Dr Nate Zinsser runs the performance psychology programme at West Point military academy in upstate New York. In more than 30 years there, he has not only helped to train cadets for the battlefield but also inspired elite athletes to success in the Super Bowl, Olympics and many other events. He shows them how to use mental toughness and self-belief to master confidence in any field, and now he has put his methods in a book, The Confident Mind: A Battle-Tested Guide to Unshakable Performance.

Anyone reading this will want to know what the world-famous West Point is really like. The general impression is probably one of a lot of shouting and a lot of grey.

There is a lot of grey. The buildings are grey stone. The cadets often wear a grey uniform. And for many months of the year, the sky is typically grey. It's as cold as hell around here. The yelling? Not so much any more.   While discipline is absolutely practised, the idea now is to develop people rather than just filter out the ones that have the right stuff. The whole institution has become a little more developmental focused, rather than just based on a model of attrition. If someone fails a fitness test, they will be given the chance to make it up.  We will bring resources to help them develop the needed skills. We wouldn't let them in if we didn't think they could handle it.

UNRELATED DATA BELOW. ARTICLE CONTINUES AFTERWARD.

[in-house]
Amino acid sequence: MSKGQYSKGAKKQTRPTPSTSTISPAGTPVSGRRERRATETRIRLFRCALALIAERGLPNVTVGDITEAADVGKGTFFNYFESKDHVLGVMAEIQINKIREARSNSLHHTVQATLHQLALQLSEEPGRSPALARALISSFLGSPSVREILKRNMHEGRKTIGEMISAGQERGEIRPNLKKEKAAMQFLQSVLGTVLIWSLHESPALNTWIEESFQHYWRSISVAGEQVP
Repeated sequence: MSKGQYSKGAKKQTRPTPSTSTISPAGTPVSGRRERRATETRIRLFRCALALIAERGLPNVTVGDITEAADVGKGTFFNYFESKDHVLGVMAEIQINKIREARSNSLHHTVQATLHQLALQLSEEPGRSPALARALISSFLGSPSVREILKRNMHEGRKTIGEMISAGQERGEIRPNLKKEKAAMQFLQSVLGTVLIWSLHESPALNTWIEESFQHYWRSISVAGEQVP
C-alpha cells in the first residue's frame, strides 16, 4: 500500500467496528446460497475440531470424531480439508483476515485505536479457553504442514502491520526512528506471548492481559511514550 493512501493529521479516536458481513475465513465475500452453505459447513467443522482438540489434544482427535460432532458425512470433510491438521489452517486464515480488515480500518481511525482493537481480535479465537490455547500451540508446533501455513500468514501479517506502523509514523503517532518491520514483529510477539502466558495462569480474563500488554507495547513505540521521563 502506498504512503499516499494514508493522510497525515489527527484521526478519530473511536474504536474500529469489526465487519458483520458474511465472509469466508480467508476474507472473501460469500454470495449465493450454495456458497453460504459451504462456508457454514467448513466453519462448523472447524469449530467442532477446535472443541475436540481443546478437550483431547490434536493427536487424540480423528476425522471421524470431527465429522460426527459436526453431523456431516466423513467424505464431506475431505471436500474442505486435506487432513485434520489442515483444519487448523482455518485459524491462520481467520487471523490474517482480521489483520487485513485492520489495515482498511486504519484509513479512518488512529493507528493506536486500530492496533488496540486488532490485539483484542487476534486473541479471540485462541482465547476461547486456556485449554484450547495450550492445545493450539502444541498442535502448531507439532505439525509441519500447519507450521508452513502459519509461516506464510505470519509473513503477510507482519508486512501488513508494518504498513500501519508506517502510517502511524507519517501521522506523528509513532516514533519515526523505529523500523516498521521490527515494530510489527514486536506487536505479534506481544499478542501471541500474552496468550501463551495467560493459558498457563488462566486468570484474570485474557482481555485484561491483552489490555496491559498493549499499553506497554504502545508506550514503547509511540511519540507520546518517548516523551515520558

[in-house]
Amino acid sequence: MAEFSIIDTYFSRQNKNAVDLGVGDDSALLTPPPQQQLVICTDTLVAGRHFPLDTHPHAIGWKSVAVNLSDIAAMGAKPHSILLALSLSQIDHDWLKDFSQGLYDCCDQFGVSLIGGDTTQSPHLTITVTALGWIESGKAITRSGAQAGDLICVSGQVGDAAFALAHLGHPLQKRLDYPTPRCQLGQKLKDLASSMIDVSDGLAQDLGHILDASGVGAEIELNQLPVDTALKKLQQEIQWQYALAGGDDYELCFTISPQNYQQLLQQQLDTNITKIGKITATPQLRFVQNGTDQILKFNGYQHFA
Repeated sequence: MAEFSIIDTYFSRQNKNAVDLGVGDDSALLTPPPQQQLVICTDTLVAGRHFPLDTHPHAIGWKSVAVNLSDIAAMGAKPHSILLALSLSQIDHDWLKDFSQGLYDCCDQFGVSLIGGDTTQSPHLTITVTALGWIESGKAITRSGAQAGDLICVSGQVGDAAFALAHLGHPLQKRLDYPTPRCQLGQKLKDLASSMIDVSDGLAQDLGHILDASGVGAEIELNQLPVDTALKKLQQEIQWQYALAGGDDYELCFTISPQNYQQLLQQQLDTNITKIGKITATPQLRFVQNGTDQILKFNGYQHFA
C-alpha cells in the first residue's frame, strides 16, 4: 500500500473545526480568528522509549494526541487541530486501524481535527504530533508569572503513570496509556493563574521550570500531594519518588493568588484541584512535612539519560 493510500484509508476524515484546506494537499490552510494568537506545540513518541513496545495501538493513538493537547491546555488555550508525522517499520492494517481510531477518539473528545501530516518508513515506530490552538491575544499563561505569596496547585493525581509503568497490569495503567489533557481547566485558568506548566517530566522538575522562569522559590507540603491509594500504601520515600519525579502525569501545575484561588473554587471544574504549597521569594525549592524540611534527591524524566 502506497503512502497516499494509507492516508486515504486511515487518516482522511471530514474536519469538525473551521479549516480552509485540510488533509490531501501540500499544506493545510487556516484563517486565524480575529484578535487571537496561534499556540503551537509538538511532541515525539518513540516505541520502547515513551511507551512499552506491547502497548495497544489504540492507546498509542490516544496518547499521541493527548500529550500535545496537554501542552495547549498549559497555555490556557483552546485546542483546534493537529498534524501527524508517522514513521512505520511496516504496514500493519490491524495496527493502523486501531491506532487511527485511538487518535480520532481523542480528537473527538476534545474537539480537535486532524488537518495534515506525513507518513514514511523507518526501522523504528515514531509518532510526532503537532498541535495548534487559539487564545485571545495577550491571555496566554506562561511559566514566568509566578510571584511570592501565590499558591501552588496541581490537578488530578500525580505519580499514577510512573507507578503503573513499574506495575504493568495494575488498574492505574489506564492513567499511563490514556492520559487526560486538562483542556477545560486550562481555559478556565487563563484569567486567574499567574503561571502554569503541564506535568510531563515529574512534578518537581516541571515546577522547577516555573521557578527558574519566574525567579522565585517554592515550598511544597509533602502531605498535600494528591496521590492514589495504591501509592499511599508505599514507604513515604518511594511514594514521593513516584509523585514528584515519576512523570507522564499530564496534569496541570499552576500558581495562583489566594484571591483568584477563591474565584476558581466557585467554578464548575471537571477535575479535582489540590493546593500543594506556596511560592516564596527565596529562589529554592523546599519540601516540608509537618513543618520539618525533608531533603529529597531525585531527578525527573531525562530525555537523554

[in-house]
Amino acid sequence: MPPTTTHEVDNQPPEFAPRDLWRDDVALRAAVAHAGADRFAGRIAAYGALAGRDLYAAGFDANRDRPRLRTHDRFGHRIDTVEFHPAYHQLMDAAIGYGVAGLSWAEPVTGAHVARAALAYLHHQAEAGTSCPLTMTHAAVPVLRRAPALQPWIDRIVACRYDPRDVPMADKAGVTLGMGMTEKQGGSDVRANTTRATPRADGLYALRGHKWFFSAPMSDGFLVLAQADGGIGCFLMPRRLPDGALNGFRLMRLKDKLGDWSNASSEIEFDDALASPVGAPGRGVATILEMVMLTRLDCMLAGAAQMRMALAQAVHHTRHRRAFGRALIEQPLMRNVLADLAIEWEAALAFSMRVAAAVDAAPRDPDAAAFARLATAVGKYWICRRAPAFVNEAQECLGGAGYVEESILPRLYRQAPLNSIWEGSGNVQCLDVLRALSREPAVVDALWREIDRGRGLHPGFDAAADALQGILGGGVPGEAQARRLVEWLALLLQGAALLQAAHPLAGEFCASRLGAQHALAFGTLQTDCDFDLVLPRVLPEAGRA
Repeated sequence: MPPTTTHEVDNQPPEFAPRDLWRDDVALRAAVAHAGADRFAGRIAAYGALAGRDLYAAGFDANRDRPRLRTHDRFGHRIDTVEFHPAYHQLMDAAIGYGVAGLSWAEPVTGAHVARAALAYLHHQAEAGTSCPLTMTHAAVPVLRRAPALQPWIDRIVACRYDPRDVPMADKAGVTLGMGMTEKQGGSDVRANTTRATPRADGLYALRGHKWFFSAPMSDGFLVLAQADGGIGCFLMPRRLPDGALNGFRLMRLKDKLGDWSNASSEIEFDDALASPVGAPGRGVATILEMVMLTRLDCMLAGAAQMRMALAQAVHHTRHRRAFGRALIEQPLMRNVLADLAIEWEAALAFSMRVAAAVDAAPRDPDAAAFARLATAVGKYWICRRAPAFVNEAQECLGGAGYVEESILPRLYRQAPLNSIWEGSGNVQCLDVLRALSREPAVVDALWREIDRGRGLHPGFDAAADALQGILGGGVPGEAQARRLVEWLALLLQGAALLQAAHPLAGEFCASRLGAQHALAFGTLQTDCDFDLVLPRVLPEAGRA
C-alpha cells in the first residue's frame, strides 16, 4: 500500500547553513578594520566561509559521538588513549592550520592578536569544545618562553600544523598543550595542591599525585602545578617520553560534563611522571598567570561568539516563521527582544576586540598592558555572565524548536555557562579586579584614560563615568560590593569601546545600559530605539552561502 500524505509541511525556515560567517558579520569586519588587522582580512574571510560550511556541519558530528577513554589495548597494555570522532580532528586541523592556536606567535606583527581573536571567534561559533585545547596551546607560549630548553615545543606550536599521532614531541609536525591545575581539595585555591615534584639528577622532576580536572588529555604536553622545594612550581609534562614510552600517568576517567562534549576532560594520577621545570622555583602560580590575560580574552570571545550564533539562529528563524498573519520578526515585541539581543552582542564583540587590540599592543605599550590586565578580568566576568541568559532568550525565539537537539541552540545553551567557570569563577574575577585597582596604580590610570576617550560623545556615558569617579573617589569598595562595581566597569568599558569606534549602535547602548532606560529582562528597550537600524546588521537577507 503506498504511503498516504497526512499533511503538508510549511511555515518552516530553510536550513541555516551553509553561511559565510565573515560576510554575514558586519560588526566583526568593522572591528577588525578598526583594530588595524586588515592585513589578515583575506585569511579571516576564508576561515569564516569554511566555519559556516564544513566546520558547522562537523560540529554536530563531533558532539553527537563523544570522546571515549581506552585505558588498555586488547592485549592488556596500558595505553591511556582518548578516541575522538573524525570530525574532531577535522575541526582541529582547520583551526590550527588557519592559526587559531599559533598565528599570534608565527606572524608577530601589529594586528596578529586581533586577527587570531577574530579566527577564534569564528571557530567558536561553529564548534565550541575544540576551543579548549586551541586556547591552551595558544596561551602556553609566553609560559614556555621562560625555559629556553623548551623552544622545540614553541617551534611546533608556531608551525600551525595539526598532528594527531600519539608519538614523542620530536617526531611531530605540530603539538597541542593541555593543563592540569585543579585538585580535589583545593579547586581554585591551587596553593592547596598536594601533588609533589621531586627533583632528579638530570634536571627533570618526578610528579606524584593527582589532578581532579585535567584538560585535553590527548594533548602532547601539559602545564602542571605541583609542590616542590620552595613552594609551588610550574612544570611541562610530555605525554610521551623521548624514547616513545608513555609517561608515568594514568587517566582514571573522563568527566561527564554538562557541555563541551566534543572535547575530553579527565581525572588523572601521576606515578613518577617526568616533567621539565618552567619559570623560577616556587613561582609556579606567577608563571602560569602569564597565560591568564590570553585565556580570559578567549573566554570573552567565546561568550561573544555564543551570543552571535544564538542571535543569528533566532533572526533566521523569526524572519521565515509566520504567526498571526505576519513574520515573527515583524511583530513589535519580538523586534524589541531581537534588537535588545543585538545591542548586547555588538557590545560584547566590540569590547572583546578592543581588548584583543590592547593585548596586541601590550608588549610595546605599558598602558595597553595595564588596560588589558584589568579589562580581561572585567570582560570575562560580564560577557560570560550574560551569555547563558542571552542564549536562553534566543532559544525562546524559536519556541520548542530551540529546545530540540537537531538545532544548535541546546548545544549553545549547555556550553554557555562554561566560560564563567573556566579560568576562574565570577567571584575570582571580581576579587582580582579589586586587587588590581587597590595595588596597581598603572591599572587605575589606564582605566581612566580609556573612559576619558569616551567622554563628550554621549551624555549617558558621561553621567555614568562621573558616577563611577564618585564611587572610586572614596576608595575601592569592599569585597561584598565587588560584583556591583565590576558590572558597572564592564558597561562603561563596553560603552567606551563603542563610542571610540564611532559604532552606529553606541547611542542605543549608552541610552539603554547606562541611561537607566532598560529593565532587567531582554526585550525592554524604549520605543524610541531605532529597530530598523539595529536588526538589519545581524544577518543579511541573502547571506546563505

Has it changed much in the time you have been there or is it resistant to evolution by its very nature?

The institution has changed tack. Women were not admitted into West Point until 1976. And because there are women who wish to serve in the army, the officer corps has to be reflective of that. So there's been a big transition in terms of gender and racial and religious diversity throughout the army, including at West Point.

What do you tell people when they ask you what your book is about?